MONROE — The Monroe County Board of Commissioners is drafting an ordinance that would ban any injection wells in Monroe County near karst geology or Lake Erie.
Trendwell Energy Corp., with corporate offices in Rockford, Mich., has proposed a plan to drill a 765-foot-deep well near Ida Center Road and Alcott Road in Summerfield Township to inject saltwater.
Philip Goldsmith, legal adviser for the board, is working on a law that would comply with existing federal and state legislation.
“We don’t want anything injected back into the ground,” commissioner David Hoffman said. “They keep saying brine water, brine water, brine water. But it takes a lot of chemicals also. We have deep wells for agriculture. The main source of income is for produce, and if we get contamination in the produce, it would be devastating.”
An injection well places fluid deep underground into porous rock formations, such as limestone in Monroe County. The fluid may be water, brine water (also known as salt water), waste water, or water mixed with chemicals.
“Our biggest challenge in Monroe County is protecting our groundwater in a particularly vulnerable geology,” board chairman J. Henry Lievens said. “Monroe County is not only situated next to Lake Erie, but with our unique sinkholes and karst geology, it presents a challenge coupled with extensive agriculture.”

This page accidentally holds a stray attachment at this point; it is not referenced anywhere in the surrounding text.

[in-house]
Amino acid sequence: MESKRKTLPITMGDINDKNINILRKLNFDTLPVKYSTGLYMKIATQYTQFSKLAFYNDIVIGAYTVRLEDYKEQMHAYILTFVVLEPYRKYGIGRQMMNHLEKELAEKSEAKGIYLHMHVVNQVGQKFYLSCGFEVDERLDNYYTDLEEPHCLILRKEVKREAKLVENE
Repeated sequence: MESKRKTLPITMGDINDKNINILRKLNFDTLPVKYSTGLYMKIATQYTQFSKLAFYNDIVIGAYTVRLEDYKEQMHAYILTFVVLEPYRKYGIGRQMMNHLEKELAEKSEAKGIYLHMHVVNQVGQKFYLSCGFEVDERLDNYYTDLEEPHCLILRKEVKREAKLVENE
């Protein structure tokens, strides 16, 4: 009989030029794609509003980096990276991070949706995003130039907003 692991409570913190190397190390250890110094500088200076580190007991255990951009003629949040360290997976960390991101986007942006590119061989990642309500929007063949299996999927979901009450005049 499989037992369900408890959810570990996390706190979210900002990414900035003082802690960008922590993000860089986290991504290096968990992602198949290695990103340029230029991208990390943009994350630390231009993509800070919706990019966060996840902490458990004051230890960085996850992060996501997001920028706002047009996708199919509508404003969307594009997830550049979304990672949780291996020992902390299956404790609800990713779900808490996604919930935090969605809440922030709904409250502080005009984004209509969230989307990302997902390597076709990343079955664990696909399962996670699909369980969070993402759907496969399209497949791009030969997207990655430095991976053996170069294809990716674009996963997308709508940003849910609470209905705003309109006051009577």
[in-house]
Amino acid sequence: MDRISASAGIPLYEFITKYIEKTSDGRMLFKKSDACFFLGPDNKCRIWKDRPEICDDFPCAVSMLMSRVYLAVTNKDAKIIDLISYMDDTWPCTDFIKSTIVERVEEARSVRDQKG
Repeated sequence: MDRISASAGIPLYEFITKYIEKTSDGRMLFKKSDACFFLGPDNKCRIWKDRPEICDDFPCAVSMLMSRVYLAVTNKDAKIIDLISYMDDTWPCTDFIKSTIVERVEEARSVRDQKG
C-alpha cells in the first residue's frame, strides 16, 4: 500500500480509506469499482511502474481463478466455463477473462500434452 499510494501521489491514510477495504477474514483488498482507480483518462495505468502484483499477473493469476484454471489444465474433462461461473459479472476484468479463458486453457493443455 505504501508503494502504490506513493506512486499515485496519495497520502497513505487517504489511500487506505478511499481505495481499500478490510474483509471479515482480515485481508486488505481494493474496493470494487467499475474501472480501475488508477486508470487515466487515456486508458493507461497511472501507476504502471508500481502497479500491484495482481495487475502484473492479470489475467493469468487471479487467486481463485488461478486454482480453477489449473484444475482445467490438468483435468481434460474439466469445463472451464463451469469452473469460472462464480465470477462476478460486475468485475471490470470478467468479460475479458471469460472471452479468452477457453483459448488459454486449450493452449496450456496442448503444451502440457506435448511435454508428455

Ned Birkey, educator emeritus at Michigan State University Extension, said there are more than 100 sinkholes in Monroe County.
Tests have been conducted at several sinkholes. Test strips and dyes were used and within a matter of hours, marks appeared in people’s tap water. Monroe County does not have an alternative source of drinking water.
“Nothing is certain, but it seems to be an unnecessary risk in this part of the state where there’s a high volume of agriculture, development, housing, manufacturing, roads, and railroads,” Mr. Birkey said.
Mr. Hoffman has testified twice before the Michigan State House of Representatives on House Bill 4694, which opposes placing wells in karst geology area. The bill is sponsored by State Rep. Jason Sheppard (R., Temperance).
Oil exploration companies lease mineral rights to hundreds of acres of land in Monroe County, leading officials to wonder how many wells would be dug if the company is given the green light to build.
The Summerfield Township ordinance prohibits placing any new wells in areas of karst geology or within 25 miles of a major body of water. Lake Erie sits 20 miles due east.
(c)2015 The Blade (Toledo, Ohio)
This article was written by Kyle Rowland from The Blade and was legally licensed through the NewsCred publisher network.